No Agreement Reached on Fixed Recoverable Costs in Clinical Negligence Claims – A Warning Sign for EL/PL Disease Reform?

Last week, the Civil Justice Council (CJC) published a Report: FIXED RECOVERABLE COSTS IN LOWER VALUE CLINICAL NEGLIGENCE CLAIMS, on the possible introduction of fixed costs in clinical negligence claims, up to the value of £25,000.[i]

The CJC Working Party, chaired and vice-chaired by Andrew Parker [former President of the Forum of Insurance Lawyers (FOIL)] and David Marshall [former President of the Association of Personal Injury Lawyers (APIL)], respectively, disclosed that:

‘... the majority of the working group has been able to agree on some things, but not to conclude an agreement on the level of fixed recoverable costs. In the end the difference between the positions of the claimant and defendant groups on the level of costs is not a large one, reflecting the efforts on both sides to come up with realistic proposals and to do their best to narrow the gap. It is to be hoped that this report will form a meaningful basis for further consultation by the government’.

Pulling back the veil of semantic language, however, the long and short of this Report is that the parties have not yet reached a workable compromise and require more time.

Is this a precursor to friction in future debate over the introduction of fixed recoverable costs across the fast track, including a new process and separate grid of costs for noise induced hearing loss (NIHL) claims, valued below £25,000?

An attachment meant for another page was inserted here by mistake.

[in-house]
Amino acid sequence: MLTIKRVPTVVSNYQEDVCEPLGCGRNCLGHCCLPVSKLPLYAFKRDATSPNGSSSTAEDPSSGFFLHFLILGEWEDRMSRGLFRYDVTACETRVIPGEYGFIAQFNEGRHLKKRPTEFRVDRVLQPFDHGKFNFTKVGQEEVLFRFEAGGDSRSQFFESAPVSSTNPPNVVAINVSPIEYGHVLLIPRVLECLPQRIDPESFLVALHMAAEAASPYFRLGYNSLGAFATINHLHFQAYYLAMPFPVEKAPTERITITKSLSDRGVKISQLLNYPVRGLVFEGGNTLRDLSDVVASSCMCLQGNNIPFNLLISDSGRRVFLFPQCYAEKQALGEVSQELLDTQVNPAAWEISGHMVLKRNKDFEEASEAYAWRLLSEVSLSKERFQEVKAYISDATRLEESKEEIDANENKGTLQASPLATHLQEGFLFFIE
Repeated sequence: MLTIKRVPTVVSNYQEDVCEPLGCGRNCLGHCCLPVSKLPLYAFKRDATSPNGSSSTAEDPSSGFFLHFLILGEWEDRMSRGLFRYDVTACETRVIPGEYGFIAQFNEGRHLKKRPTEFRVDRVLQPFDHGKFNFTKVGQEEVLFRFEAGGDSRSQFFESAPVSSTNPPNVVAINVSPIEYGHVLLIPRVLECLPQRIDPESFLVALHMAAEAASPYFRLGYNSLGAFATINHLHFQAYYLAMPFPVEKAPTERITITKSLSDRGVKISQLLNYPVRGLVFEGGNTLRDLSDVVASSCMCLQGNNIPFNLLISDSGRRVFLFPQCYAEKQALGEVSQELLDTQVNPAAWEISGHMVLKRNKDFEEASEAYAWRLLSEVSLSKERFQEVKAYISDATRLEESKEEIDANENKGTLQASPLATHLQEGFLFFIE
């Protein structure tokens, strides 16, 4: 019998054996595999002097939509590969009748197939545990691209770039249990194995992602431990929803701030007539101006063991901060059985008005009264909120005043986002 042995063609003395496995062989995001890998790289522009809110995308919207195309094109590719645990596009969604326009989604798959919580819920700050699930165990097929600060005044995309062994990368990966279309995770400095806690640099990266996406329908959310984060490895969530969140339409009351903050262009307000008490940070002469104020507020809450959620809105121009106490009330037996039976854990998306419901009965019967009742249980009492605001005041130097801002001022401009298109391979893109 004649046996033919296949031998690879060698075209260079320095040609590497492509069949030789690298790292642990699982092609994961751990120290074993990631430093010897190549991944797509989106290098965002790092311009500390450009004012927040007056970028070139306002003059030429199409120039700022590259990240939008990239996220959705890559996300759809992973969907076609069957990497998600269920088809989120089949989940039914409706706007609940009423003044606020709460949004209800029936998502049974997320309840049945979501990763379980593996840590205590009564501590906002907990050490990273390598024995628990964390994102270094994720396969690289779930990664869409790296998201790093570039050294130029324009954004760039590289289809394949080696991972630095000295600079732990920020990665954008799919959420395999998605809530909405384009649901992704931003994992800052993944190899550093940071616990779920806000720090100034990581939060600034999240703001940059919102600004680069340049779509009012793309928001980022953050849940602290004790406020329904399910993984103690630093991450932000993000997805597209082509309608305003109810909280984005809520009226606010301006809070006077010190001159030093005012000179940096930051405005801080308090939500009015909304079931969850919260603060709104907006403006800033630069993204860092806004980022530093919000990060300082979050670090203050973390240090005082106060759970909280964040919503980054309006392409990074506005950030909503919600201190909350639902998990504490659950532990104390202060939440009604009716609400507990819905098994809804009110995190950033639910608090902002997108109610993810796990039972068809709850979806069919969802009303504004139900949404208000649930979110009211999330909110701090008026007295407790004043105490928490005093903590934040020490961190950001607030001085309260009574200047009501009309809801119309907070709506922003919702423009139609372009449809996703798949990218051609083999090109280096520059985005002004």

We last reported on the Government’s progress with Sir Rupert Jackson’s fixed recoverable costs proposal, in edition 269 of BC Disease News (here).

At the time, the Association of Costs Lawyers (ACL) criticised the Government for transposing figures that were ‘nearly two years out of date ... based on just one law firm’s sample of cases’ and called for a ‘much more rigorous statistical base’. One would imagine, therefore, that the answer to the loaded question above, is ‘yes’.

The Ministry of Justice (MoJ) is expected, sometime in the very near future, to publish a Response to the Government’s Consultation, which closed in June 2019.

Readers can expect detailed analysis of this publication, in due course.


[i] Neil Rose, ‘CJC group fails to agree fixed costs for clin neg cases’ (16 October 2019 Litigation Futures) <> accessed 17 October 2019.

John Hyde, ‘Claimant and defendant sides fail to agree on clin neg fixed costs levels’ (17 October 2019 Law Gazette) <> accessed 17 October 2019.